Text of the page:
FDA PANEL BACKS GROWTH DRUG FOR KIDNEY-DISEASED CHILDREN

FDA PANEL BACKS GROWTH DRUG FOR KIDNEY-DISEASED CHILDREN

A genetically engineered drug to help children with kidney failure keep growing won unanimous endorsement from a Food and Drug Administration advisory panel this week.

The FDA's Endocrinologic and Metabolic Drugs Advisory Committee voted 8-0 to recommend approval of Genentech's new recombinant human growth hormone, Nutropin, for children with chronic renal insufficiency.But the panel said more studies were needed on the safety and long-term effectiveness of the treatment.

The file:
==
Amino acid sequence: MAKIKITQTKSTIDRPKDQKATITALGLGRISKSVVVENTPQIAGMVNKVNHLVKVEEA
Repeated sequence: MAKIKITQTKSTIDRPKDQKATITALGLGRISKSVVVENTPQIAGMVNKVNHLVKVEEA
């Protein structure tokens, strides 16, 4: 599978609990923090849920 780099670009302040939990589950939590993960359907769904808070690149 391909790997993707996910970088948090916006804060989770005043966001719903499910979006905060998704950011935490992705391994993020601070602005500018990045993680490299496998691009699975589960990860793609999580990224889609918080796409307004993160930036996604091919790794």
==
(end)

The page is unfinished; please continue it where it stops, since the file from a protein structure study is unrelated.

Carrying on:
Genentech Inc., based in South San Francisco, Calif., said 3,000 American children suffer from irreversible kidney damage that can stunt their growth. Kidney transplants can help a child start growing normally again, but most children do not make up for the growth they lost.

In a clinical trial, two-thirds of the children treated with Nutropin for two years achieved normal height range, and 91 percent of those treated for three years, the company said.

Genentech creates the hormone using recombinant DNA technology.

The FDA normally follows the recommendations of its advisory committees in deciding whether to allow a new drug onto the market.